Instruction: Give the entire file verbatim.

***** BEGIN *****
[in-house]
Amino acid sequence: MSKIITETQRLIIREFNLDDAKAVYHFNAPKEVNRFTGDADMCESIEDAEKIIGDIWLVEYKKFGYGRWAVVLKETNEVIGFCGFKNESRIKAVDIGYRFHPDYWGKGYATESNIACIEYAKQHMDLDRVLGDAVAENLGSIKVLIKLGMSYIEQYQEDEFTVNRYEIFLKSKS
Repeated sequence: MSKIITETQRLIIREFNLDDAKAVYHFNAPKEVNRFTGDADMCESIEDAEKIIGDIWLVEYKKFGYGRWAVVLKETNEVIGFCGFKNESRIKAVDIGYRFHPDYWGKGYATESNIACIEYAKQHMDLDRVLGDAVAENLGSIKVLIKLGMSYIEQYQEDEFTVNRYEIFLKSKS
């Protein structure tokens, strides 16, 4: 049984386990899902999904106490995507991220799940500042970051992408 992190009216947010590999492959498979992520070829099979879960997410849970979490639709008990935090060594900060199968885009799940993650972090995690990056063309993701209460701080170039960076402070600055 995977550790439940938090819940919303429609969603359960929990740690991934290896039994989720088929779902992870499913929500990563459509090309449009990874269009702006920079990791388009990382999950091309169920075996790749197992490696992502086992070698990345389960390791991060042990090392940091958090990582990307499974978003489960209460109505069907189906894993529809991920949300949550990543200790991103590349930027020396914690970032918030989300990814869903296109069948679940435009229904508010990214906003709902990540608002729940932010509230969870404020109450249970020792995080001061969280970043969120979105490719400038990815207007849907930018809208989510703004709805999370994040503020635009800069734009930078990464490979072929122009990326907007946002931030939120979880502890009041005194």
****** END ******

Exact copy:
[in-house]
Amino acid sequence: MSKIITETQRLIIREFNLDDAKAVYHFNAPKEVNRFTGDADMCESIEDAEKIIGDIWLVEYKKFGYGRWAVVLKETNEVIGFCGFKNESRIKAVDIGYRFHPDYWGKGYATESNIACIEYAKQHMDLDRVLGDAVAENLGSIKVLIKLGMSYIEQYQEDEFTVNRYEIFLKSKS
Repeated sequence: MSKIITETQRLIIREFNLDDAKAVYHFNAPKEVNRFTGDADMCESIEDAEKIIGDIWLVEYKKFGYGRWAVVLKETNEVIGFCGFKNESRIKAVDIGYRFHPDYWGKGYATESNIACIEYAKQHMDLDRVLGDAVAENLGSIKVLIKLGMSYIEQYQEDEFTVNRYEIFLKSKS
């Protein structure tokens, strides 16, 4: 049984386990899902999904106490995507991220799940500042970051992408 992190009216947010590999492959498979992520070829099979879960997410849970979490639709008990935090060594900060199968885009799940993650972090995690990056063309993701209460701080170039960076402070600055 995977550790439940938090819940919303429609969603359960929990740690991934290896039994989720088929779902992870499913929500990563459509090309449009990874269009702006920079990791388009990382999950091309169920075996790749197992490696992502086992070698990345389960390791991060042990090392940091958090990582990307499974978003489960209460109505069907189906894993529809991920949300949550990543200790991103590349930027020396914690970032918030989300990814869903296109069948679940435009229904508010990214906003709902990540608002729940932010509230969870404020109450249970020792995080001061969280970043969120979105490719400038990815207007849907930018809208989510703004709805999370994040503020635009800069734009930078990464490979072929122009990326907007946002931030939120979880502890009041005194």